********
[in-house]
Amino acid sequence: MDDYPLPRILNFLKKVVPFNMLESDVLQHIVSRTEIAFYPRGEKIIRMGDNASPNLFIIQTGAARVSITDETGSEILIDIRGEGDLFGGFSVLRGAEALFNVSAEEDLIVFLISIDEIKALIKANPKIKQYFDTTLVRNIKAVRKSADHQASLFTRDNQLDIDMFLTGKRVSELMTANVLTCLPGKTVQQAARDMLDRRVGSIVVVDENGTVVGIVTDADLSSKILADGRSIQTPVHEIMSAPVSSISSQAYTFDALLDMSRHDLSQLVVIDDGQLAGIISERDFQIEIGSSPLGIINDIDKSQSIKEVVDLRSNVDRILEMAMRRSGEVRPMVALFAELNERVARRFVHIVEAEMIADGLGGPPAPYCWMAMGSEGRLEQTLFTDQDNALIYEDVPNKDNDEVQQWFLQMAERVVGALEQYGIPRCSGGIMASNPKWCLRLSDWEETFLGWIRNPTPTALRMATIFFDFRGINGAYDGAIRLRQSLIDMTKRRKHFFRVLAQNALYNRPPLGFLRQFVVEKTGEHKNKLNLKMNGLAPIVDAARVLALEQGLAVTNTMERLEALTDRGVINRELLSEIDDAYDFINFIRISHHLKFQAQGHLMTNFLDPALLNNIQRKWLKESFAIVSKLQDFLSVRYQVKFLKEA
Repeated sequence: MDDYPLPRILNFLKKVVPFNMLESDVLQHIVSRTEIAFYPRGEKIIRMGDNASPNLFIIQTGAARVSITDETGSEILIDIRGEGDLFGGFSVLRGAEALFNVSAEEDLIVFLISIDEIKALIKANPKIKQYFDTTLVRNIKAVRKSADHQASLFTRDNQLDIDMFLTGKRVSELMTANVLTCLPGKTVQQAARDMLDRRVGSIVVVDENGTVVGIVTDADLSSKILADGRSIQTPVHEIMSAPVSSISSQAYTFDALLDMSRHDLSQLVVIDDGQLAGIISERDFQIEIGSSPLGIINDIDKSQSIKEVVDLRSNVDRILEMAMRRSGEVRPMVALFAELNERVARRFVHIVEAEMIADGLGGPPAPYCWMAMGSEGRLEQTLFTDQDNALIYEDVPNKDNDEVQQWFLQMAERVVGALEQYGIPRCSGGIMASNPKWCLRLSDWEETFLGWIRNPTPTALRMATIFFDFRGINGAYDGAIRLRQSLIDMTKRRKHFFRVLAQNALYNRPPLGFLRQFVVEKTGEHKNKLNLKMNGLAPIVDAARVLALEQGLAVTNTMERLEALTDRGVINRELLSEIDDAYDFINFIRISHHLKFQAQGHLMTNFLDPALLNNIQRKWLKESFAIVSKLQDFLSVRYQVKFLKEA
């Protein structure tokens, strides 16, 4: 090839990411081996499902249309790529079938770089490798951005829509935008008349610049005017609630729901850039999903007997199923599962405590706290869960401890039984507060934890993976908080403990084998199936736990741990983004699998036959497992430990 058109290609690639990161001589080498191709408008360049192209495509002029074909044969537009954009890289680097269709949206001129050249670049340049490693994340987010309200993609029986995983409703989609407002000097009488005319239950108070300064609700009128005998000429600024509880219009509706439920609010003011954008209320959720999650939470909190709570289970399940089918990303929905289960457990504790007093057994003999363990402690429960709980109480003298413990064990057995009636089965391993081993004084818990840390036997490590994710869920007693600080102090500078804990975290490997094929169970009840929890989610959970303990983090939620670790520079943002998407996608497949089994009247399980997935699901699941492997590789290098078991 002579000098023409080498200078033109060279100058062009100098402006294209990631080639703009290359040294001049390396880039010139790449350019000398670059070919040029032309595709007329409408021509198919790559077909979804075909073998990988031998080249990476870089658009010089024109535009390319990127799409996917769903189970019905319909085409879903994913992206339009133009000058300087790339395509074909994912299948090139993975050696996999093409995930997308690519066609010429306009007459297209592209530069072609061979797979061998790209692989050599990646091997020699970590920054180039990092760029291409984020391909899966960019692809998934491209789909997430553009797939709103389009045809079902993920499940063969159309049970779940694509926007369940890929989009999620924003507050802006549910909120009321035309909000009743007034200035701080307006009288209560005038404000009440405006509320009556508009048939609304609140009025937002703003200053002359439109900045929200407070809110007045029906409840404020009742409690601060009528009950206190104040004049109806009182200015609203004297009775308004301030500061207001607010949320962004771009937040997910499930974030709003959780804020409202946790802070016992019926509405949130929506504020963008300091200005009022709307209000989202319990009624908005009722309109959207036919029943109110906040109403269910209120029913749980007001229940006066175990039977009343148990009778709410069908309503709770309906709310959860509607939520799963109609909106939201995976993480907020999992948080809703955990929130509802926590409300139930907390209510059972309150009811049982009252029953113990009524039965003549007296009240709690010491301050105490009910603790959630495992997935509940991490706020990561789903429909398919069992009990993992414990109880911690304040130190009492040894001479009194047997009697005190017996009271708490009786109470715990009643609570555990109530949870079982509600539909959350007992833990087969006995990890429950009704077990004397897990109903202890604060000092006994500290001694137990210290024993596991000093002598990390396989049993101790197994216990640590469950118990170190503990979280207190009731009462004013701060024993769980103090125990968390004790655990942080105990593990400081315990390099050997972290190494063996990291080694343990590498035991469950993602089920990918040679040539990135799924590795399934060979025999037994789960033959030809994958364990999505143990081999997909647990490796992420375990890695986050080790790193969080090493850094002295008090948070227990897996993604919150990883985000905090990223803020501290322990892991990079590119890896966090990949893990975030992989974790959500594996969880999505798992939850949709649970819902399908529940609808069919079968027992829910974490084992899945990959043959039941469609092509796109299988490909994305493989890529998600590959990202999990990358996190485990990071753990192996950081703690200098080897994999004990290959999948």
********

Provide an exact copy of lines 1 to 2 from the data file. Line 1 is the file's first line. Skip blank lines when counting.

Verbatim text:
[in-house]
Amino acid sequence: MDDYPLPRILNFLKKVVPFNMLESDVLQHIVSRTEIAFYPRGEKIIRMGDNASPNLFIIQTGAARVSITDETGSEILIDIRGEGDLFGGFSVLRGAEALFNVSAEEDLIVFLISIDEIKALIKANPKIKQYFDTTLVRNIKAVRKSADHQASLFTRDNQLDIDMFLTGKRVSELMTANVLTCLPGKTVQQAARDMLDRRVGSIVVVDENGTVVGIVTDADLSSKILADGRSIQTPVHEIMSAPVSSISSQAYTFDALLDMSRHDLSQLVVIDDGQLAGIISERDFQIEIGSSPLGIINDIDKSQSIKEVVDLRSNVDRILEMAMRRSGEVRPMVALFAELNERVARRFVHIVEAEMIADGLGGPPAPYCWMAMGSEGRLEQTLFTDQDNALIYEDVPNKDNDEVQQWFLQMAERVVGALEQYGIPRCSGGIMASNPKWCLRLSDWEETFLGWIRNPTPTALRMATIFFDFRGINGAYDGAIRLRQSLIDMTKRRKHFFRVLAQNALYNRPPLGFLRQFVVEKTGEHKNKLNLKMNGLAPIVDAARVLALEQGLAVTNTMERLEALTDRGVINRELLSEIDDAYDFINFIRISHHLKFQAQGHLMTNFLDPALLNNIQRKWLKESFAIVSKLQDFLSVRYQVKFLKEA